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Zimmer Hip Lawyer Seeks $150,000 Compensation for “Defective” Implant

A Zimmer hip revision surgery lawsuit alleges the company’s defective hip implants forced a Kentucky man to undergo multiple corrective procedures. The plaintiff is seeking $150,000 in damages after suffering “immense pain and diminution in his quality of life,” according to court documents filed in June in the U.S. District Court for the Eastern District of Kentucky, Ashland Division.

The allegedly defective Zimmer components at the center of the charges were implanted in the plaintiff in June, 2010 as part of a prosthetic left hip system. The plaintiff – a citizen of Louisa, KY – required surgical revision of his hip replacement less than two months later, after the prosthesis popped out of place.

Over the next two years, the hip became dislocated on five separate occasions. Each incident caused the plaintiff to be confined to his house for roughly 30 days before he could resume normal activities. The final incident occurred in June 2012, and required hospitalization and two attempts at revision surgery. Both attempts failed and the man was eventually informed by surgeons that mechanical failure was to blame for the dislocations, prompting him to pursue a Zimmer hip revision surgery lawsuit.

According to a Zimmer hip lawyer representing the plaintiff, the components were “placed into the stream of commerce by the Defendants in a dangerous and defective condition which posed a threat to any user or consumer.” The Zimmer hip lawsuit claims that the defendant manufacturer knew or should have known of the high risk of bodily injury created by the components, and that they failed to provide adequate warnings.

Metal-on-metal components blamed for high failure rate

Most Zimmer hip replacements use metal-on-metal technology for the two main components, the ball and socket. The theory behind this technology is to provide a longer life and increase the range of motion compared with more traditional implants.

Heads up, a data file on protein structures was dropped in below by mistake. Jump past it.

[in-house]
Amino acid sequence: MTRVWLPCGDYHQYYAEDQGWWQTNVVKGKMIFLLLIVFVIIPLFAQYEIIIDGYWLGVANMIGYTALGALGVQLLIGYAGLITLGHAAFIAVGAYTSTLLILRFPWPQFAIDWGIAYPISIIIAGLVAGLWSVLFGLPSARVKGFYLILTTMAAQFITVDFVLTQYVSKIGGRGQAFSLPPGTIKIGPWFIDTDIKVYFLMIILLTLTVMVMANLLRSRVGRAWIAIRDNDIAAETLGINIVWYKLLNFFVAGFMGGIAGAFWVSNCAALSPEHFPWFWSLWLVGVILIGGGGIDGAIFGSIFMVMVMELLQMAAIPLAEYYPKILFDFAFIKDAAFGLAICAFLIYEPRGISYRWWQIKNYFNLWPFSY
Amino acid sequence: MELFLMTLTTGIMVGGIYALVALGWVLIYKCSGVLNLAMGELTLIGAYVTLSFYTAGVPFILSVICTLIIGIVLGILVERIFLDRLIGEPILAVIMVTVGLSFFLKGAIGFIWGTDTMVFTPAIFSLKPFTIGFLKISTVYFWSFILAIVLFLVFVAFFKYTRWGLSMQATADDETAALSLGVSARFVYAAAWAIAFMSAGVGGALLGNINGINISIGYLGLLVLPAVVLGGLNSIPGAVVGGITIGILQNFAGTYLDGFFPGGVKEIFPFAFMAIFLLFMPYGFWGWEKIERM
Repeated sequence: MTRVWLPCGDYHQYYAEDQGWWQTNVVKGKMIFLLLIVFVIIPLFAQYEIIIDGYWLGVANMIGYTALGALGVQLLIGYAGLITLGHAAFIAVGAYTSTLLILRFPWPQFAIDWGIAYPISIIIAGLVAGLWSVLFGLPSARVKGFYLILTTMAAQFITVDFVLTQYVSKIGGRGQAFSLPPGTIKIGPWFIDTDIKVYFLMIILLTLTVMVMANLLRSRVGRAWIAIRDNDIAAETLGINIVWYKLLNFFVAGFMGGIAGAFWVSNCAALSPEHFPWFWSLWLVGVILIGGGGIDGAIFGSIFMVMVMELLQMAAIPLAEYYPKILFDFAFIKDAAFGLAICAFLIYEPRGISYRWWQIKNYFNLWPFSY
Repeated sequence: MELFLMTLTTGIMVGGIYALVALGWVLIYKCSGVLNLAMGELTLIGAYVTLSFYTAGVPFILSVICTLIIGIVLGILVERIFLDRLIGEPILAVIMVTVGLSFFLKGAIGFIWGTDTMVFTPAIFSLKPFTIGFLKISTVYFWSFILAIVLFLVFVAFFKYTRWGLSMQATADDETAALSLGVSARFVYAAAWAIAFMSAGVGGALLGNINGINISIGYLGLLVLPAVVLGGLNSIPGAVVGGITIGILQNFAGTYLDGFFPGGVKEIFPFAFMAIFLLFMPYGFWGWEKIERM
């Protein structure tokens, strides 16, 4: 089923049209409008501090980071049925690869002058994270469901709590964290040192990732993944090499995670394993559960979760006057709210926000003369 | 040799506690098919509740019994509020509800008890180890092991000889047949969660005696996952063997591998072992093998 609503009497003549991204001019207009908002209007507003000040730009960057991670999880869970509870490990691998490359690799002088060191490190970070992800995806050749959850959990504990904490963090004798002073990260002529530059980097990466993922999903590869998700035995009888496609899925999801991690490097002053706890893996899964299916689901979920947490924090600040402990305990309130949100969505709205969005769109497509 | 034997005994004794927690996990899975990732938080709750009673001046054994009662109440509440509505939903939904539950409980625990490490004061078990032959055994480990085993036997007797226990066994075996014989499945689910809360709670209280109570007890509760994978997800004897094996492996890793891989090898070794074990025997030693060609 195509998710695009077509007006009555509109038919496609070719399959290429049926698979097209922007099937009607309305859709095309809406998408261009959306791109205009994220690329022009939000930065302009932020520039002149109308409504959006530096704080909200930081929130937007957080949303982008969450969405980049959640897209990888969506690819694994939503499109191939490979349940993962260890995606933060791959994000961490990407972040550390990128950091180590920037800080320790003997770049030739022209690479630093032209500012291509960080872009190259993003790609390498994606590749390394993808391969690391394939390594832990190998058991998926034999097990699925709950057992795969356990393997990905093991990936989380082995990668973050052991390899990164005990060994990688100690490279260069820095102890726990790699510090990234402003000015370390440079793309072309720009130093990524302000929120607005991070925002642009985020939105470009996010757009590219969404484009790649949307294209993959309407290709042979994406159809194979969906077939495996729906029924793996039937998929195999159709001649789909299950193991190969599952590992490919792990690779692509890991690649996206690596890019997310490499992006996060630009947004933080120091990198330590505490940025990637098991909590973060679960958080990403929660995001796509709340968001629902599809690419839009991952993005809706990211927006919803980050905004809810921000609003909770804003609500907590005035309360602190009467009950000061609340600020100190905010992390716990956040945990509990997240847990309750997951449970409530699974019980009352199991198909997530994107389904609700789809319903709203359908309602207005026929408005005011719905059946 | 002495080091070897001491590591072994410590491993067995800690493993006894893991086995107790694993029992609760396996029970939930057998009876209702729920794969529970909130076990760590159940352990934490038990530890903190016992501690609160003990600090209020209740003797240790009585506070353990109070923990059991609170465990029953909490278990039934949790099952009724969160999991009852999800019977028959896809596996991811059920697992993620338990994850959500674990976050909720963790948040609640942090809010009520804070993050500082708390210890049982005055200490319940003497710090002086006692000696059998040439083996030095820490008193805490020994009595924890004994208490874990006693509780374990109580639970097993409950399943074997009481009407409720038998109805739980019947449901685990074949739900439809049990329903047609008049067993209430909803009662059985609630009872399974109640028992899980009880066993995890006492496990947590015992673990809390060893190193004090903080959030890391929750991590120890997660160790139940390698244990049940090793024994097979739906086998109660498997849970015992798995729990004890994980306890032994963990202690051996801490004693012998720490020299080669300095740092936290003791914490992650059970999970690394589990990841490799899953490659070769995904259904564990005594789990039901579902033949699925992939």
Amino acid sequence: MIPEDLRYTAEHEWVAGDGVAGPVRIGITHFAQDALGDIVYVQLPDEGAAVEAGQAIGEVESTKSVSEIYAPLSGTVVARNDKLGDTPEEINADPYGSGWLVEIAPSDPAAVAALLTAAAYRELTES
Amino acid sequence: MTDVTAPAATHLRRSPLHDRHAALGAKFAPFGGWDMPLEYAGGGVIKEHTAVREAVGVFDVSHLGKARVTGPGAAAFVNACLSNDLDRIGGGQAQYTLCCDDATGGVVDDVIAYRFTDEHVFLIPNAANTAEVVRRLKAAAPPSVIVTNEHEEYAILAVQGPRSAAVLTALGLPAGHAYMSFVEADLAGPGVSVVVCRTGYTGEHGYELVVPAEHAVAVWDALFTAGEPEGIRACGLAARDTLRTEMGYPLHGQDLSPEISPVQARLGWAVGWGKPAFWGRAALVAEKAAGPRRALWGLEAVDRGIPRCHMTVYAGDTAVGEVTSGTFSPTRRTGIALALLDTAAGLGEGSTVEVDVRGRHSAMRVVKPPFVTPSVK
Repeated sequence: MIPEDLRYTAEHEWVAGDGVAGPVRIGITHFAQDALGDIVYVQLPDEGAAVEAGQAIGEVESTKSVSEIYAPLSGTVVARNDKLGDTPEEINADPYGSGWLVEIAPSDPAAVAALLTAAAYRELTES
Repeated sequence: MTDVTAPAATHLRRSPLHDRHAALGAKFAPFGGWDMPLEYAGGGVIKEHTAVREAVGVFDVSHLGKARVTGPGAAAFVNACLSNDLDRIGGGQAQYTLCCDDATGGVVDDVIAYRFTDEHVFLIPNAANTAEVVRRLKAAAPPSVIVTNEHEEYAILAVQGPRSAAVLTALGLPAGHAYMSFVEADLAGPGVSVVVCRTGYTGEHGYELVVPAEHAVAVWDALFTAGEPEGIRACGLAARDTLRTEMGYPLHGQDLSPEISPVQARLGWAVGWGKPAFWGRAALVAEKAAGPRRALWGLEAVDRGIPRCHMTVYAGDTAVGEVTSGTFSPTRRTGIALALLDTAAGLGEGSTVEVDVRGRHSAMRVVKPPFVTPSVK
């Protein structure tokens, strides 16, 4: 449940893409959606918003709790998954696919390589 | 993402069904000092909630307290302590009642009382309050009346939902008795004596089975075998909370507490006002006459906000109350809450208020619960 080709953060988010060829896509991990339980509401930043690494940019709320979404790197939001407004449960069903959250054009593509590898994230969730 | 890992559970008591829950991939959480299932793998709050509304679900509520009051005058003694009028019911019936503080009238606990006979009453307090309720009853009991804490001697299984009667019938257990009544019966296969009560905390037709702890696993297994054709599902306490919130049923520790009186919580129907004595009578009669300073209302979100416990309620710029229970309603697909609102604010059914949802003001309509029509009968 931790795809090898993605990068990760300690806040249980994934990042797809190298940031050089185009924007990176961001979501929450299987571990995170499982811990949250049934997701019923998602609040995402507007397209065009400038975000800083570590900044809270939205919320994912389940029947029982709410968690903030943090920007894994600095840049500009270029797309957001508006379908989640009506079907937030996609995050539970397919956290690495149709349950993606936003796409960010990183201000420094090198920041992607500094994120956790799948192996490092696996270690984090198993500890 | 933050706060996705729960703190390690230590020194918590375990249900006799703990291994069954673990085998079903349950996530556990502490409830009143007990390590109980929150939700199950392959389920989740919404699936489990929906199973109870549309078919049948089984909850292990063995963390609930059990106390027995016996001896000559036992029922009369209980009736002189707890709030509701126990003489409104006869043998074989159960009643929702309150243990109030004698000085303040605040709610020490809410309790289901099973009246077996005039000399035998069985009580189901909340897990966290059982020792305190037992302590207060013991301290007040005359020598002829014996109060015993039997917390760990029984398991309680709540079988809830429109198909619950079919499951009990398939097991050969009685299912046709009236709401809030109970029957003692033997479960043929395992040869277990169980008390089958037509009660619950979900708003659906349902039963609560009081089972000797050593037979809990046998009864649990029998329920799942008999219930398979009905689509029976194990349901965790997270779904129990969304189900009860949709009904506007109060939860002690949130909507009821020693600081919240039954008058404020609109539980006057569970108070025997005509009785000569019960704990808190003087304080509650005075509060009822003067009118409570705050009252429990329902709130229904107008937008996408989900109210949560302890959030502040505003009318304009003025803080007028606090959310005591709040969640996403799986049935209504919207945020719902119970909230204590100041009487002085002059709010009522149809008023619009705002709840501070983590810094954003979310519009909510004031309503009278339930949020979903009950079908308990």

But increasing numbers of lawsuits are claiming that the company’s hip implants are defective and dangerous.

An estimated 12,000 patients have been implanted with Zimmer’s Durom cup hip replacement system, a device mentioned in thousands of lawsuits, and a key part of Zimmer’s $4 billion business. Made from a single sheet of cobalt chromium alloy with a pure titanium plasma-sprayed coating to fix it in place, the device is, according to Zimmer, a “high-tech” system that would give greater stability and increased flexibility. The company initially predicted a low failure rate of 5.7%.

Former consultant alleges design flaws

A former consultant for Zimmer, Dr. Lawrence Dorr, has publicly expressed concern about the design of the Durom Cup. Dr. Dorr says the Durom’s failure rate could be as high as 24%.

In an open letter to the American Association of Hip and Knee Surgeons, Dorr stated that 14 out of 165 surgeries he had performed required revision surgery within two years. The lifespan of traditional hip implants is around ten years.

Research published in the British Medical Journal looked at data from 3,139 patients. The report found that functional outcomes (the ability to perform routine physical tasks) for patients with a Durom Cup hip were no better than with any other device.

In May 2008, Zimmer responded to Dr. Dorr’s letter by announcing an internal investigation into the Durom Cup and temporarily suspending marketing and distribution of the implant. They have set aside close to $70 million in compensation funds for patients who have filed a Zimmer hip revision surgery lawsuit, but maintain the device is not defective, claiming any hip replacement complications experienced are down to improper surgical technique.